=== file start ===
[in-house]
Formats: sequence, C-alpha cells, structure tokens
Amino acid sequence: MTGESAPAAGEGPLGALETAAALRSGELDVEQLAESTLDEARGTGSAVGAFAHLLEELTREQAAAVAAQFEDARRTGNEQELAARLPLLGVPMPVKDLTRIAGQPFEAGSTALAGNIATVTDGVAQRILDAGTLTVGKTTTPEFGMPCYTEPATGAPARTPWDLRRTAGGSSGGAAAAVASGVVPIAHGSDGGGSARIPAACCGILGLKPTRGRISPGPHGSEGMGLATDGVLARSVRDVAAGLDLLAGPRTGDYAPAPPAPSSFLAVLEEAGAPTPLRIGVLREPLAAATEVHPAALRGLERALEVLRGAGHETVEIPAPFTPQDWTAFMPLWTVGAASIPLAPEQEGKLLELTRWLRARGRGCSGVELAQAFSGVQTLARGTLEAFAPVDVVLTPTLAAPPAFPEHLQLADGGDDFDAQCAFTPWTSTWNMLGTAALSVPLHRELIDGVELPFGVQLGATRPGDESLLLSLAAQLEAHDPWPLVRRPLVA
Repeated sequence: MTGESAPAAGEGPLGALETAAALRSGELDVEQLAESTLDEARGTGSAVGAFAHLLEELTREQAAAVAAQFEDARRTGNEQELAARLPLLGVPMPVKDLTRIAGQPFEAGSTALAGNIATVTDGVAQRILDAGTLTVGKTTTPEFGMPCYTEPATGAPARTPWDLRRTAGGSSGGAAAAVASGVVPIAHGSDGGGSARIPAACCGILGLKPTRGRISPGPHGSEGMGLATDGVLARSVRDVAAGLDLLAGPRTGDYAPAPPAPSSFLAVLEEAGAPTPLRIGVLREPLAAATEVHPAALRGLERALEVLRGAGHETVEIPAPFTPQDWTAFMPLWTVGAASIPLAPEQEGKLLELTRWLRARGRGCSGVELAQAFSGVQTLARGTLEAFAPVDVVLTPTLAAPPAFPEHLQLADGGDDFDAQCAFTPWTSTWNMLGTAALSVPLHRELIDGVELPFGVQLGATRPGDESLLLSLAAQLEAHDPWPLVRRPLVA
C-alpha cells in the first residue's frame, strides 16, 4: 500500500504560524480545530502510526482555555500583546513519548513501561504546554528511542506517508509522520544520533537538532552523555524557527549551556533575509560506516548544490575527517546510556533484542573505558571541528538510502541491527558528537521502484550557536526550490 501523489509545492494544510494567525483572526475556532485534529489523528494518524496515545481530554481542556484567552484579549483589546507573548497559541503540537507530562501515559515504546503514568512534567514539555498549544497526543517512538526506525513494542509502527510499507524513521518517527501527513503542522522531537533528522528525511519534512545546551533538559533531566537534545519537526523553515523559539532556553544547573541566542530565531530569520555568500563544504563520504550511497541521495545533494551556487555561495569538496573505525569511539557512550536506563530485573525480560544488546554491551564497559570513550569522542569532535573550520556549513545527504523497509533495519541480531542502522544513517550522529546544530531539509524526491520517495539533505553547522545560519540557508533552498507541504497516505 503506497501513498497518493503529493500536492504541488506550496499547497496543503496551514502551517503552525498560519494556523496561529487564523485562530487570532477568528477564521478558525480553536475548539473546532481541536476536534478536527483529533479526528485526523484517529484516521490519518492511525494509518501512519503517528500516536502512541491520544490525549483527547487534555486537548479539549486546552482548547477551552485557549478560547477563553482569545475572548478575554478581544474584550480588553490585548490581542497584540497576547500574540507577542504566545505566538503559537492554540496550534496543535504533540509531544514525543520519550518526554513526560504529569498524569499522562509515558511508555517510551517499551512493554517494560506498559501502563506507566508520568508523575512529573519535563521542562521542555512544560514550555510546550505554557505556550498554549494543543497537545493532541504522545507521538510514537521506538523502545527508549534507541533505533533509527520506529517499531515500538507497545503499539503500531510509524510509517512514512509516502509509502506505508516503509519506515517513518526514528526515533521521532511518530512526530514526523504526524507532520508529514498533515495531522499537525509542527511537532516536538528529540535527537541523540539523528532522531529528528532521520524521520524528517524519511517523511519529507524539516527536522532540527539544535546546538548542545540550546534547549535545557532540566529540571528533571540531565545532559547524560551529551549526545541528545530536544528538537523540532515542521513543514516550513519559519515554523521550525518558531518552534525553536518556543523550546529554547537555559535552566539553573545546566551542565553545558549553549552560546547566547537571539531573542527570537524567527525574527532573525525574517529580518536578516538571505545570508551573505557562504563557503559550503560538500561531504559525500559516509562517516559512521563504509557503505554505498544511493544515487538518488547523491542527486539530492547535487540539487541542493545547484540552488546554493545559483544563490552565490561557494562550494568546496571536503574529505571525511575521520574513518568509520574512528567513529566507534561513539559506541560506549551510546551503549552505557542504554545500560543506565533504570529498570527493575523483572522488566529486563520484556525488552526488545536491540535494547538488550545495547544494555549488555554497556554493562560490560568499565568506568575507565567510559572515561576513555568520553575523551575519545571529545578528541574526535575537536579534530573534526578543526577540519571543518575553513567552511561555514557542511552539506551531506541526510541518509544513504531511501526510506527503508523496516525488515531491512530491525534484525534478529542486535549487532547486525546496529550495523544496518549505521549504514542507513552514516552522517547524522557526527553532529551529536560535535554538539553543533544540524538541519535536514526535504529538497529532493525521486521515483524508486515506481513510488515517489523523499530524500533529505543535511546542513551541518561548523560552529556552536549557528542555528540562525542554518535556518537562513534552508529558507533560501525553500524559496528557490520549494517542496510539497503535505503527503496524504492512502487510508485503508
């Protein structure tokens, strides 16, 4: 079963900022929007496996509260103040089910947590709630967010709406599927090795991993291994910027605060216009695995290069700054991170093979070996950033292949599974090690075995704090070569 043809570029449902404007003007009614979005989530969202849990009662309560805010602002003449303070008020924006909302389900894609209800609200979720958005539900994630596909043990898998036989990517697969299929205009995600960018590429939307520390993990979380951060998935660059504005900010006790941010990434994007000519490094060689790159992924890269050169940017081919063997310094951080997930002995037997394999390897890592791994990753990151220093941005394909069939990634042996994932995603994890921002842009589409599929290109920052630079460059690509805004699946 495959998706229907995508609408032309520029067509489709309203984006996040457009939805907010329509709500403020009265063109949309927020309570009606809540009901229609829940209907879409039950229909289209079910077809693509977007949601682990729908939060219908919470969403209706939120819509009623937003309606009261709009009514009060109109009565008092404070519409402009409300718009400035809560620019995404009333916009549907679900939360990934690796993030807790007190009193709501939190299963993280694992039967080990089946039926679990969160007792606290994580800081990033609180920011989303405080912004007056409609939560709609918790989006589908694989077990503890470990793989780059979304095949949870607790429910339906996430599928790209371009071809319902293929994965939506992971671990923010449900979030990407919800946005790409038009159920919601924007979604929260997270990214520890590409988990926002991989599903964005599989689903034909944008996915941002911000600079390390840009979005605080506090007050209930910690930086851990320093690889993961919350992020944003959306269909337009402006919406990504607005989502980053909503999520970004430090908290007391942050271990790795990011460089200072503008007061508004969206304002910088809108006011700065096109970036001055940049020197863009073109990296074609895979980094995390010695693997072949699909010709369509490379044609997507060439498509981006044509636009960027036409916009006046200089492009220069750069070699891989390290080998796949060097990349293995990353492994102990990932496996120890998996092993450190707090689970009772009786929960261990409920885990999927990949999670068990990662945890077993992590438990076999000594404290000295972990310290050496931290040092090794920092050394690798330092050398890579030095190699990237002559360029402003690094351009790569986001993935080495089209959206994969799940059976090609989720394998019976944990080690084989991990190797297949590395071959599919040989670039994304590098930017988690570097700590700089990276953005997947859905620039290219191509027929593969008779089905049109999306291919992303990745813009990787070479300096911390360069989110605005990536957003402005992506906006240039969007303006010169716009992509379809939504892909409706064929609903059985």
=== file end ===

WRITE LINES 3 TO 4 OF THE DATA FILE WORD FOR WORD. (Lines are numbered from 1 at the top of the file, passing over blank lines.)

Amino acid sequence: MTGESAPAAGEGPLGALETAAALRSGELDVEQLAESTLDEARGTGSAVGAFAHLLEELTREQAAAVAAQFEDARRTGNEQELAARLPLLGVPMPVKDLTRIAGQPFEAGSTALAGNIATVTDGVAQRILDAGTLTVGKTTTPEFGMPCYTEPATGAPARTPWDLRRTAGGSSGGAAAAVASGVVPIAHGSDGGGSARIPAACCGILGLKPTRGRISPGPHGSEGMGLATDGVLARSVRDVAAGLDLLAGPRTGDYAPAPPAPSSFLAVLEEAGAPTPLRIGVLREPLAAATEVHPAALRGLERALEVLRGAGHETVEIPAPFTPQDWTAFMPLWTVGAASIPLAPEQEGKLLELTRWLRARGRGCSGVELAQAFSGVQTLARGTLEAFAPVDVVLTPTLAAPPAFPEHLQLADGGDDFDAQCAFTPWTSTWNMLGTAALSVPLHRELIDGVELPFGVQLGATRPGDESLLLSLAAQLEAHDPWPLVRRPLVA
Repeated sequence: MTGESAPAAGEGPLGALETAAALRSGELDVEQLAESTLDEARGTGSAVGAFAHLLEELTREQAAAVAAQFEDARRTGNEQELAARLPLLGVPMPVKDLTRIAGQPFEAGSTALAGNIATVTDGVAQRILDAGTLTVGKTTTPEFGMPCYTEPATGAPARTPWDLRRTAGGSSGGAAAAVASGVVPIAHGSDGGGSARIPAACCGILGLKPTRGRISPGPHGSEGMGLATDGVLARSVRDVAAGLDLLAGPRTGDYAPAPPAPSSFLAVLEEAGAPTPLRIGVLREPLAAATEVHPAALRGLERALEVLRGAGHETVEIPAPFTPQDWTAFMPLWTVGAASIPLAPEQEGKLLELTRWLRARGRGCSGVELAQAFSGVQTLARGTLEAFAPVDVVLTPTLAAPPAFPEHLQLADGGDDFDAQCAFTPWTSTWNMLGTAALSVPLHRELIDGVELPFGVQLGATRPGDESLLLSLAAQLEAHDPWPLVRRPLVA